Ancestral graph

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In statistics and Markov modeling, an ancestral graph is a type of mixed graph with three kinds of edges: directed edges, drawn as an arrow from one vertex to another, bidirected edges, which have an arrowhead at both ends, and undirected edges, which have no arrowheads. It is required to satisfy some additional constraints:

  • If there is an edge from a vertex u to another vertex v, with an arrowhead at v (that is, either an edge directed from u to v or a bidirected edge), then there does not exist a path from v to u consisting of undirected edges and/or directed edges oriented consistently with the path.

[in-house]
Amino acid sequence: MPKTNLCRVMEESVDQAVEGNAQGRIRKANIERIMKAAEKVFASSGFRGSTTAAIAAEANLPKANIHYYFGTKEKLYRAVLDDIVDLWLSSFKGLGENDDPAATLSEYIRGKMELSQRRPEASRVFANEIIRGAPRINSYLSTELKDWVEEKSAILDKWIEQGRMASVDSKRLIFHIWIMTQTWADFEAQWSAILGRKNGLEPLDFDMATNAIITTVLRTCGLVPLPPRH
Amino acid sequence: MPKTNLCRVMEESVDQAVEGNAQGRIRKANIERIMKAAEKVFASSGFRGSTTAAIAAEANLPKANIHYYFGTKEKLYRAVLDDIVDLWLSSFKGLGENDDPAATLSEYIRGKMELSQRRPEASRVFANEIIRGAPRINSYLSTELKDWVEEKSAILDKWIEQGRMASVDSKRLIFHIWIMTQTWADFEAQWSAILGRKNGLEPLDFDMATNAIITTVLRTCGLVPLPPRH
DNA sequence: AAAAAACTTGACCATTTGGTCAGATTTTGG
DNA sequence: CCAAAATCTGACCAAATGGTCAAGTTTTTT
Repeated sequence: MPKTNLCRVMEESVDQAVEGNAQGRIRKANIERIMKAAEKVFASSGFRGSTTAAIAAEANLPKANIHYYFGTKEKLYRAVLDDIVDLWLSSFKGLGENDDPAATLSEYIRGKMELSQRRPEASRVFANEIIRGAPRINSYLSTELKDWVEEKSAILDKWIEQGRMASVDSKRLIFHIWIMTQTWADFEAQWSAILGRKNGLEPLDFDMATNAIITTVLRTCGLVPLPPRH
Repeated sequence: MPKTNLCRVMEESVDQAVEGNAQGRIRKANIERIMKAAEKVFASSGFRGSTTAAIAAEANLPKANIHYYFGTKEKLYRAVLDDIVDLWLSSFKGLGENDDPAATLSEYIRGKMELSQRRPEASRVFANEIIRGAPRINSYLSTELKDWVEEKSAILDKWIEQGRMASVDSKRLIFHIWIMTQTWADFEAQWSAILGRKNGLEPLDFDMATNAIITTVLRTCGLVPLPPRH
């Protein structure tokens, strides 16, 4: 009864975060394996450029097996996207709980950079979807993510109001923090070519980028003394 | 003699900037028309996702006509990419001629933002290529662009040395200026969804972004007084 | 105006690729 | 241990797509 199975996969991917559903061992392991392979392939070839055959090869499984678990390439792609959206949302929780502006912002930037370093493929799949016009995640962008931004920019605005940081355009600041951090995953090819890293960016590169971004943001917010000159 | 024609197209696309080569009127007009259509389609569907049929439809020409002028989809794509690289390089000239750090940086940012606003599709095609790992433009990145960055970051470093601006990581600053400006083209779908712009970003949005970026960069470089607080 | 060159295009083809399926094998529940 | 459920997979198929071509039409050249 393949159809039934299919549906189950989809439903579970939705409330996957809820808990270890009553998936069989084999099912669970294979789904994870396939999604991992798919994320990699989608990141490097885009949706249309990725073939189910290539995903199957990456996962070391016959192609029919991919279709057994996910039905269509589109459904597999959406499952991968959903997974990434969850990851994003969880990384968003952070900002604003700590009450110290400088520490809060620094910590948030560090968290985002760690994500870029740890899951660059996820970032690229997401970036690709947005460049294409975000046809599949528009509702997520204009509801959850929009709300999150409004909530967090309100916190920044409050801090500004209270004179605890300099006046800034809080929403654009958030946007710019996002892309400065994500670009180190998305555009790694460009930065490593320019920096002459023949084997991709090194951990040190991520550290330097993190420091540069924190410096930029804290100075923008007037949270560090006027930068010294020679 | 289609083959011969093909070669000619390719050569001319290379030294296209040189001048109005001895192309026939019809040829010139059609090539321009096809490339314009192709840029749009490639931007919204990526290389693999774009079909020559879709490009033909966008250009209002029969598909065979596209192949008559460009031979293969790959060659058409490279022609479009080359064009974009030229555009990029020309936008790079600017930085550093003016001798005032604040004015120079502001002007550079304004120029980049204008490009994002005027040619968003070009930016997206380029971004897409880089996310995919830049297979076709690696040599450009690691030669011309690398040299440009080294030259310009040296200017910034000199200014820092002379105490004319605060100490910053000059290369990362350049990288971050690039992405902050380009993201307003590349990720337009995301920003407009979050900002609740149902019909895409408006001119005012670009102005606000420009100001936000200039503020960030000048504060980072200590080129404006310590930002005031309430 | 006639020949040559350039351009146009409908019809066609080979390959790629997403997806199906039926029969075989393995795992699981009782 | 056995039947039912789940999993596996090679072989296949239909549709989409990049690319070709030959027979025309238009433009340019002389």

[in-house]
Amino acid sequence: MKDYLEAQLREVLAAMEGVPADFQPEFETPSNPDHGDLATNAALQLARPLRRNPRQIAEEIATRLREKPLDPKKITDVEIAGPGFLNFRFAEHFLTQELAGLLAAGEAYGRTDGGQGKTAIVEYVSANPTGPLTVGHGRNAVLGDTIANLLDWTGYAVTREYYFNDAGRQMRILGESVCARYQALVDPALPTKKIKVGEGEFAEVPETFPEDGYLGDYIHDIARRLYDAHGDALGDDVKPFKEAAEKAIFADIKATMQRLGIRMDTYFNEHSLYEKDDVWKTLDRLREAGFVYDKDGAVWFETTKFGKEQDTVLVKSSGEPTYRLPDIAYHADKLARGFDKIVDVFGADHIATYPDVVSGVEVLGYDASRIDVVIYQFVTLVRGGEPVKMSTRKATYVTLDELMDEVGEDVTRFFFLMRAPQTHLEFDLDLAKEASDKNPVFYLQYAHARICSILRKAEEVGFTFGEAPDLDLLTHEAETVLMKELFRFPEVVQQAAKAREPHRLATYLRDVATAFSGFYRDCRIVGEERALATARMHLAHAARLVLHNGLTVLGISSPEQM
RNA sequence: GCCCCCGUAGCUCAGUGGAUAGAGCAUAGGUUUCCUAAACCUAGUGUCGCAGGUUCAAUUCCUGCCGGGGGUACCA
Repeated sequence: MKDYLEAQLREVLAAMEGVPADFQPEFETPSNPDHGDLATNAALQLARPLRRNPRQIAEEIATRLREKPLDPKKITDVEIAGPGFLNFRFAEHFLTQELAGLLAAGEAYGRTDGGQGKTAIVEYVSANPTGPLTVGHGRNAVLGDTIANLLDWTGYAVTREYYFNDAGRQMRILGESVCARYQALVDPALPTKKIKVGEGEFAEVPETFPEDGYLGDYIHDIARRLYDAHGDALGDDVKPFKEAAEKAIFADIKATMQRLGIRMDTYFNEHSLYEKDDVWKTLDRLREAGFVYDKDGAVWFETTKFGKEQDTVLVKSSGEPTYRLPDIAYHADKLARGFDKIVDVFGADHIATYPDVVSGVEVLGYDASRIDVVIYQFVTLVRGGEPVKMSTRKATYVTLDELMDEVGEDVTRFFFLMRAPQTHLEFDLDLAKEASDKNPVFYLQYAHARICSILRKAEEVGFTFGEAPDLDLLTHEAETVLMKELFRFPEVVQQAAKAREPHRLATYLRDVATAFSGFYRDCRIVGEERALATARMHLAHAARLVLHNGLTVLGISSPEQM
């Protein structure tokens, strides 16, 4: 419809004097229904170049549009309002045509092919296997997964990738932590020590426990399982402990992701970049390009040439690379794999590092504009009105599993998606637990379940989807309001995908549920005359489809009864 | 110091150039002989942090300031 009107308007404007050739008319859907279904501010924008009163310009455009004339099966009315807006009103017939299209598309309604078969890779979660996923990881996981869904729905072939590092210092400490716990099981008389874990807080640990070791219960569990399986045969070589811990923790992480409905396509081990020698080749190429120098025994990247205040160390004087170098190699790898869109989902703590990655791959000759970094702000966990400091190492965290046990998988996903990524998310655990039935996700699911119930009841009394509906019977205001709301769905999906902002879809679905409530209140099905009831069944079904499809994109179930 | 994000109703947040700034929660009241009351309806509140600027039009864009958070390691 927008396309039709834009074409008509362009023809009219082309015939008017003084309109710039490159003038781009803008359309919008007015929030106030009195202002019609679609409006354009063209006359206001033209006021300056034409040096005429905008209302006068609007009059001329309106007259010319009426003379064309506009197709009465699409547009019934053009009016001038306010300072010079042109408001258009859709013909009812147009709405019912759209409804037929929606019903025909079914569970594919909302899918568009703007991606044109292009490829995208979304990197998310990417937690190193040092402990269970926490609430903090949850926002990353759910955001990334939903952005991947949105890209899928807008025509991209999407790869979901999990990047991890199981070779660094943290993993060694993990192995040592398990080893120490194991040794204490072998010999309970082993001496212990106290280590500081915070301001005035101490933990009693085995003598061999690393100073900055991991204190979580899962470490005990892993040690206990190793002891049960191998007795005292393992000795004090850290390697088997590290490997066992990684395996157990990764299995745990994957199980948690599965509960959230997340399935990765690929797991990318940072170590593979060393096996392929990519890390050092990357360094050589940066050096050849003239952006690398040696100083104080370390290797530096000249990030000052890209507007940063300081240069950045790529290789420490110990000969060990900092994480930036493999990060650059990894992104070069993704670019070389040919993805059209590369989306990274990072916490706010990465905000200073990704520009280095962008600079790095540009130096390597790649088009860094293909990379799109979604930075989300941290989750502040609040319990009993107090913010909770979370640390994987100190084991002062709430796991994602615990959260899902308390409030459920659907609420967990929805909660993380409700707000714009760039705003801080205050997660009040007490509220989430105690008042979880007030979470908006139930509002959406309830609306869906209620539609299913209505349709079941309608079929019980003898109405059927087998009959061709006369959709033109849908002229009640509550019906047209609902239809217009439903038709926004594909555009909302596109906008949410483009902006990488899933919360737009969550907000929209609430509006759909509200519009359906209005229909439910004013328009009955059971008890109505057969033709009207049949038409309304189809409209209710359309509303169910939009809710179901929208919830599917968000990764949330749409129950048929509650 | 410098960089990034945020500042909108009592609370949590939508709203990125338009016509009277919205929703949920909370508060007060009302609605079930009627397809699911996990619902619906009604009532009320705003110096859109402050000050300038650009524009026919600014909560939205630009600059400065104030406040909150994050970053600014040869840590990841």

• If a vertex is an endpoint of an undirected edge, then it is not also the endpoint of an edge with an arrowhead at v.

Ancestral graphs were introduced to provide a graphical representation for the result of marginalizing one or more vertices in a graphical model that takes the form of a directed acyclic graph.